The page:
News from the Tennessee Valley Opinion


Alabama Republicans propose rebating tax surplus

By Twinkle Andress Cavanaugh
Alabama Republican Party Chairman

When the Alabama Legislature begins its 2006 regular session next month, much of the debate will center on what to do with an expected budget surplus of several million dollars. Republicans, who recognize that the money rightfully belongs to the taxpayers, have recently proposed returning any leftover revenue to the people of Alabama once education, government services and other essential items have been properly funded.

At no other time in our modern history has tax relief been seriously discussed in Montgomery, but Republicans are demanding that it be put on the table this year.

The logic behind offering some form of relief to Alabama taxpayers is sound and the reasons for it are many.

While Alabama's economy is already in excellent condition, as demonstrated by recent reports that November's unemployment figures were the lowest in our state's history, it is no secret that tax cuts provide the fuel that keeps a healthy economy running. Respected presidents like John F. Kennedy and Ronald Reagan proved that fact while they were in office and, most recently, President Bush provided a tax rebate to every American citizen in order to successfully ignite what had been a sluggish national economy.

Tax relief would help continue the impressive record of economic and employment growth Alabama has enjoyed for the past few years.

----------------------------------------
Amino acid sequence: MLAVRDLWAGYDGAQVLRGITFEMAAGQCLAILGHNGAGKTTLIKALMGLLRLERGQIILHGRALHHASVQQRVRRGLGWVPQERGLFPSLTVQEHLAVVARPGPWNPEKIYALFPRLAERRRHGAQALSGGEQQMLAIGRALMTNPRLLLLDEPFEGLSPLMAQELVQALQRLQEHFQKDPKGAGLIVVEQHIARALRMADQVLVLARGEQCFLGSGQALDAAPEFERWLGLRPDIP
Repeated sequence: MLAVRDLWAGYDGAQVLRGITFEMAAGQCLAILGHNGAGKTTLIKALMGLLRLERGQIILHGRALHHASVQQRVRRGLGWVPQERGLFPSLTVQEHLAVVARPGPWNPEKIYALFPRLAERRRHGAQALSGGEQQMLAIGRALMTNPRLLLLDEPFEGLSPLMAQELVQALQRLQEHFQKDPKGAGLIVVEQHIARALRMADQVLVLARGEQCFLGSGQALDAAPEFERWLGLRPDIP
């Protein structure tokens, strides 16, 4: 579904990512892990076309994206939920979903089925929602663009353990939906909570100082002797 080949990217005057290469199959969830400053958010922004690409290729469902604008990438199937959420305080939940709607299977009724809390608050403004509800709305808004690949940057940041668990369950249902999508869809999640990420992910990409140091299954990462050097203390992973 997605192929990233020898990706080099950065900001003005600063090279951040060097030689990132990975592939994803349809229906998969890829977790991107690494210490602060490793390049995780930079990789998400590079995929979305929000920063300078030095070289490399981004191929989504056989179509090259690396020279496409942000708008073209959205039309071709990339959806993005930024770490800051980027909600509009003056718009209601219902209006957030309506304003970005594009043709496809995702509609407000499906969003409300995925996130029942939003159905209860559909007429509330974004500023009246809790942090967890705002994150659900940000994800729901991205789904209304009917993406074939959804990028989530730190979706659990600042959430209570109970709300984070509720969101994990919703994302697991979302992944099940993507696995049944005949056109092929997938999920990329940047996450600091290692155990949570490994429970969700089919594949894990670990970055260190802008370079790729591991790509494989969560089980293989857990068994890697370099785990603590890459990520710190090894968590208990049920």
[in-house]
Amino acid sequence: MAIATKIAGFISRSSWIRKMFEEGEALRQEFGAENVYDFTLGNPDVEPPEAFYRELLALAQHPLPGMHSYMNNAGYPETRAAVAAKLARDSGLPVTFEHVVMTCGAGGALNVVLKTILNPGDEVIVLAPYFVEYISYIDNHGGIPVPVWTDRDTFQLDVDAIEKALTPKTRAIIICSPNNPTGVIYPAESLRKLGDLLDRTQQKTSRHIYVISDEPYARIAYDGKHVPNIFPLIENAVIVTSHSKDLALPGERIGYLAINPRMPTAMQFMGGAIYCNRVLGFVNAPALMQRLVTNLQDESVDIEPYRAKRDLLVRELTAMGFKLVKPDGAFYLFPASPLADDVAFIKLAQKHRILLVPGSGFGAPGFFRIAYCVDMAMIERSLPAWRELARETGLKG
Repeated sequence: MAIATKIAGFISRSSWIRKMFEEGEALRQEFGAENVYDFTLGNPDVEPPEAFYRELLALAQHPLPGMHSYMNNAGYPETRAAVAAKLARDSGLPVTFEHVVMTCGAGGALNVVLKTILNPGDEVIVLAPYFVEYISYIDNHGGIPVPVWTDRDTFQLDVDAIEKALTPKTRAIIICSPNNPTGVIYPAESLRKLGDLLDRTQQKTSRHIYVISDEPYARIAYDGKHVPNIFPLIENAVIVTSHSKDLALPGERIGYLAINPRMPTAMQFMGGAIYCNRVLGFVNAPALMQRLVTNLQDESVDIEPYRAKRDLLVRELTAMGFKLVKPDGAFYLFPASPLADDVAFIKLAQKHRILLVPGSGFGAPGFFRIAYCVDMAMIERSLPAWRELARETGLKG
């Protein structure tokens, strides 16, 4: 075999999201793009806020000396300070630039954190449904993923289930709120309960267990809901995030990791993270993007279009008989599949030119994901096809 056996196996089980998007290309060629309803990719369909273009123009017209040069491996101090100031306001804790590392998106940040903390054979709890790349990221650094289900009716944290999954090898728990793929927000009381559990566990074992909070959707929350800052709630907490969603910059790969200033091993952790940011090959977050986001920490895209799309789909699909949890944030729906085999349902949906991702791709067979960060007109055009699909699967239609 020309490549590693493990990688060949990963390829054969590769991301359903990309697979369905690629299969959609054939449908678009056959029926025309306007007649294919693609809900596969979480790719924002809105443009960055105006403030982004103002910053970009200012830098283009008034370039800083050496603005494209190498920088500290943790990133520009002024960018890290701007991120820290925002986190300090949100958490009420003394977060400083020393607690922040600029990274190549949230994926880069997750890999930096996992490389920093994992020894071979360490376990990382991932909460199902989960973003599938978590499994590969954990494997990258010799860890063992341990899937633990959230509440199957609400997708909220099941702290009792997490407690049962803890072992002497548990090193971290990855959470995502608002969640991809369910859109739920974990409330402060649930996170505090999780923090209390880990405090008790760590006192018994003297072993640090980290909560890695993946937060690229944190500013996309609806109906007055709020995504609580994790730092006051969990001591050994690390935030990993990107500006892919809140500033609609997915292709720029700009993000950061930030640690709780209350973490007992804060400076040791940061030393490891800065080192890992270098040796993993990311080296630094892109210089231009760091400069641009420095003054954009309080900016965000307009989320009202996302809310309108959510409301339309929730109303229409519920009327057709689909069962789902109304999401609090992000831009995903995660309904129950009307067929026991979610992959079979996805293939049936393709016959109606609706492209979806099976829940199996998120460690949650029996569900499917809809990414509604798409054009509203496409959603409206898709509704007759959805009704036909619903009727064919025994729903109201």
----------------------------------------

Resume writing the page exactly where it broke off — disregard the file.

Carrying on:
In addition, tax relief gives Alabama families breathing room when it comes to the growing expenses and needs of everyday life. Despite the fact that growth and revenue in the Education Trust Fund budget is at record levels with more money being appropriated than at any time in history, Paul Hubbert, executive secretary of the Alabama Education Association, claims that some form of tax reduction would take needed dollars away from public education, which he simply defines as pay raises and benefits for his union members.

I believe, for instance, that providing parents across Alabama with more money to purchase school clothes, supplies, notebooks, lunches and a thousand other expensive out-of-pocket needs that public school students require serves an equally, if not more, valuable purpose. And, again, do not forget that this tax relief will come only after all of the needed budget requests of both K - 12 and higher education have been met.

For those of us who believe that tax relief is the right thing to do when the projected surplus exceeds even your best expectations, the fight will not be easy. In addition to Hubbert's grab for a major piece of the pie, the state employees' union will be grabbing for its piece, as will every other interest group and state agency in the Capitol.

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